It may seem from the relative silence hereabouts that I have wandered off somewhere to be productive, or that I have stopped reading anything other than the occasional website, or that the universe is boring. None of that is true. I think what's happened is a kind of sickness caused by a particular form of gluttony.
Over the past couple of weeks, I've read about ten short stories and four or five novels (most of them short). This is a little bit more than I get through in the average fortnight, but I had been doing quite a bit of writing before that, and I usually alternate bouts of reading and writing. During the past year, the amount of reading I've done has increased -- there was a time when I averaged only a couple novels a month -- and I'm happy for it. The reasons for the rise in the amount of things I'm reading are many, but the primary one is that I'm writing a couple of book reviews a month now, and I usually read three to six books for every one I review. (Most of my students, and plenty of other semi-rational creatures, would consider this schedule to be horrifying. I think it's fun.)
There's a problem, though, and it's that my reading is governed by an obsessively eclectic taste. If I read, for instance, three science fiction novels in a row, I will quickly become incapable of enjoying any more science fiction novels until I read something entirely different. Usually my need for variety is satiated with fiction from different eras or styles, but sometimes I discover myself incapable of getting pleasure from almost any sort of fiction at all, and have to fill my time with plays, poetry, essays, history, science, etc. Sometimes this is against my will -- just because I want to read more of one type of writing doesn't mean that, once I start, I will find any enjoyment from it at all.
Essentially, that's where I am right now. I've read a bunch of different stories and novels, all of them fantasy or science fiction, and have found none of them satisfying. I'm objective enough to see that in some cases this was more the book's fault than mine, but in other cases, I could find nothing particularly wrong with the book or story -- the fault was mine, an inability to engage with the author's structure, characters, words, images, anything.
Whenever this happens, I know it's time for a big change, which is why over the past week I've mostly been reading plays and poetry. I've been enjoying reading some of Sylvia Plath's work, particularly what she wrote in 1959 (in her Collected Poems). It can be difficult to wrench Plath's poems away from her biography, her mythology, her appeal to anyone tempted toward overwrought self-dramatization, but going back to the poems she wrote before 1962 or so is helpful, because it's possible to revel in the pure sound of the poems, the confidence of her words, the assured lines and stanzas. She wasn't as good as W.H. Auden or Dylan Thomas, but I'm not often in the mood for someone of that level -- when it comes to just reading and appreciating, there are few sets of poems I'd rather spend time with than the poems Plath wrote before she really came into her own as a poet in 1962 or so (many of which are poems I like a lot, but those poems possess more of an ability to wound, because by then Plath had tremendous control over the language that sometimes seems to take control of her in the earlier poems, keeping her from expressing pain in words and phrases that draw blood. Her mastery destroyed some of the distance that makes the earlier, less accomplished poems, more aesthetically compelling to me).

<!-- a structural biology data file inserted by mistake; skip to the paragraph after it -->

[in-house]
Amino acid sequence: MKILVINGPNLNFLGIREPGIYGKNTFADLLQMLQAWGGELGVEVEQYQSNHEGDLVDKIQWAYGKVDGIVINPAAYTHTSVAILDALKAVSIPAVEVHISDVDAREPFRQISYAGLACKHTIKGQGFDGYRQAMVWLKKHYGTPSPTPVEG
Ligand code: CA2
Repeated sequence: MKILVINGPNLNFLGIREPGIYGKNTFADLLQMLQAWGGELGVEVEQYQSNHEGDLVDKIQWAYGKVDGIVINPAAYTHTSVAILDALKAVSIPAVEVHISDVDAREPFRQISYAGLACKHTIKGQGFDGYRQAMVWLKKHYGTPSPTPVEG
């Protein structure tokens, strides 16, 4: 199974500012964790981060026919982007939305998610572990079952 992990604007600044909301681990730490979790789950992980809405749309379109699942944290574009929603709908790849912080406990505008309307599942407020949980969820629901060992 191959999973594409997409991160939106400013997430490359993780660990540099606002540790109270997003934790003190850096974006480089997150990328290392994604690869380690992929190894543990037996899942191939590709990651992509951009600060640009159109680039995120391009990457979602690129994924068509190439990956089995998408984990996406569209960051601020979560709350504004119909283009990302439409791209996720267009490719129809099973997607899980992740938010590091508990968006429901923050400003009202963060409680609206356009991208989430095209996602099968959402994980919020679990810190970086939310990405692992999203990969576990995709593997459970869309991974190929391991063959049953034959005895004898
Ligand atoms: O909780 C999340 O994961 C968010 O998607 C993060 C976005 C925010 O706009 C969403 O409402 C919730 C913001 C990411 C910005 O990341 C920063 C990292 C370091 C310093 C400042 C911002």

I also read the play (well, monologue) Thom Pain (based on nothing) by Will Eno, a theatre piece I'd heard many good things about, but those good things eluded me in reading it. I can see how it could be an excellent vehicle for an actor, but as a piece of writing it didn't do much for me -- as opposed to, say, something like "Terminal Hip" by Mac Wellman (collected in The Bad Infinity) or The Fever by Wallace Shawn, both of which are extraordinary when performed well, but also have at least some interest as written texts (at least for me). Now I'm reading Michael Frayn's Copenhagen, a play I never got around to reading before, despite intending to multiple times.
In any case, I'll be returning to novels and short stories soon, and will report what I find. Because being on the jury for the Fountain Award kept me reading lots of 2004 stories, I've read hardly anything from 2005, and need to remedy that soon.
I wonder if and when people find themselves burning out on certain types of writing -- what's your experience, O my readers? Can you endlessly fill yourself with one sort of book or story and feel no indigestion, or do you need a varied menu? (Most editors, I assume, read a lot of similar things and don't, at least for a while, end up hating it all.) Are you the sort of person who reads an author's entire collected works before moving on, or do you jump from one author to another? When do you know it's time to change your reading habits?